As the situation in Ukraine continues to deteriorate, and the consequences of unprecedented packages of Russian sanctions and sanctions against Belarus from the UK, EU, US and other nations multiply, it is inevitable that – in addition to the humanitarian crisis – businesses, the region and the world will be forced to “grapple with disrupted trade, supply chains, and remittances”, as IMF officials have highlighted.
As during the heights of the coronavirus pandemic, companies may once again find themselves in a situation where they or their counterparties are unable to perform their contracts, either as a direct consequence of supply chain disruption caused by the Russia-Ukraine conflict, or due to the restrictions imposed by Russian sanctions or other regulatory changes (including counter-sanction legislation in Russia). While it will hopefully be possible to resolve many such difficulties through (re)negotiation, or by consensual termination, that will not always be the case.
When the potential for supply chain disputes arises, ultimately the specific terms of the contract will be key; however, there are a number of concepts that parties should bear in mind (particularly where English law applies):
- Frustration. In broad terms, a contract (and the parties’ obligations under it) may be discharged by frustration when an event, which was unforeseen by the parties at the time of contracting and for which none of them is to be blamed, has made performance impossible, or radically different from what the parties understood themselves to be agreeing to do at the time they entered into the contract. While the outbreak of war, and the impact of sanctions, have previously been considered by the courts as grounds for frustration, careful regard needs to be had to what, precisely, performance of one’s contractual obligations requires, and whether that performance has been rendered impossible or radically different. For example, a contract may not be frustrated if performance is still possible through alternative arrangements (as in Melli Bank plc v Holbud Ltd  EWHC 1506 (Comm), where the possibility of obtaining a licence to perform meant a contract was not frustrated, notwithstanding the imposition of sanctions) or if the contract makes provision for what should happen in the events that have occurred. Indeed, contracts entered into in recent years with a nexus to Russia and Belarus may contain provisions which provide for the eventuality of sanctions being imposed, and what would happen in such a scenario.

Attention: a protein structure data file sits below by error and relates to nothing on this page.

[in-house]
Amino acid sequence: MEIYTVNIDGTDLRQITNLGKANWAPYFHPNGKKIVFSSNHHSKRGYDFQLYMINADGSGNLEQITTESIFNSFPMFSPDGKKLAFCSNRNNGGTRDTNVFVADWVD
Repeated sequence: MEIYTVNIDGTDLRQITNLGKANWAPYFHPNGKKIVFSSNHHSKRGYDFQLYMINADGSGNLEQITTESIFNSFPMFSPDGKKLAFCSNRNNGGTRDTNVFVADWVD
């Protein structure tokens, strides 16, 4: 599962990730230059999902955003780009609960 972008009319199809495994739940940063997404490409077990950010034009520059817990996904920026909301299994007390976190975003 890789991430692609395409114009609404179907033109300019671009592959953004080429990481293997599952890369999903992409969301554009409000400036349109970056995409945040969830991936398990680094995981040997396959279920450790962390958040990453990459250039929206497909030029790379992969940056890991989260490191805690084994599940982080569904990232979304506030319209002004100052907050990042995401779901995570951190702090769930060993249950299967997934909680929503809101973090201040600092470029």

- Force majeure clauses. Contracts may also contain force majeure clauses dealing specifically with supervening events that prevent the performance of contractual obligations (we have considered such clauses previously in the context of the coronavirus pandemic). While the outbreak of war is not infrequently included as an event giving rise to force majeure in commercial contracts, whether current events or their consequences will fall within a given force majeure clause will ultimately depend on the specific wording of the clause. Where it does, and any contractual stipulations are met, the effect of the clause may be to relieve a party from the consequences of failing to perform – provided that failure is in fact caused by the force majeure event.
In a case from earlier this year, which arose out of an earlier round of US sanctions against Russia, the Commercial Court considered the impact of a provision that a force majeure event had to meet a number of criteria, including that "it cannot be overcome by reasonable endeavours from the Party affected". In MUR Shipping BV v RTI Ltd  EWHC 467 (Comm), the Court held that the "reasonable endeavours" provision did not require Owners to accept non-contractual performance by accepting payment in Euros when the contract required Charterers to pay in US dollars, which the sanctions had prevented, and so the force majeure provision applied.
- Other clauses. The effects of the war or the application of sanctions could also engage other clauses in commercial contracts, such as "Material adverse change" (MAC) clauses (which the High Court recently considered in the context of the pandemic in Travelport Limited v WEX Inc.  EWHC 2670 (Comm)), or give rise to an "Event of Default", that may permit one party to terminate (or otherwise affect the rights and obligations of the parties).
- Illegality. Where regulatory changes introduced in response to, or as a result of, the conflict in Ukraine render one party’s performance of a contract illegal (and not merely more burdensome or difficult), that contract may be discharged. This is potentially true both of changes to English law (where it is the applicable law or the law of the forum), but also – where performance is required abroad – the relevant foreign law.
As always, parties should also pay careful attention to the provisions in their agreements setting out what law governs the parties’ relationship, and the mechanism – typically litigation or arbitration – by which any dispute is to be resolved.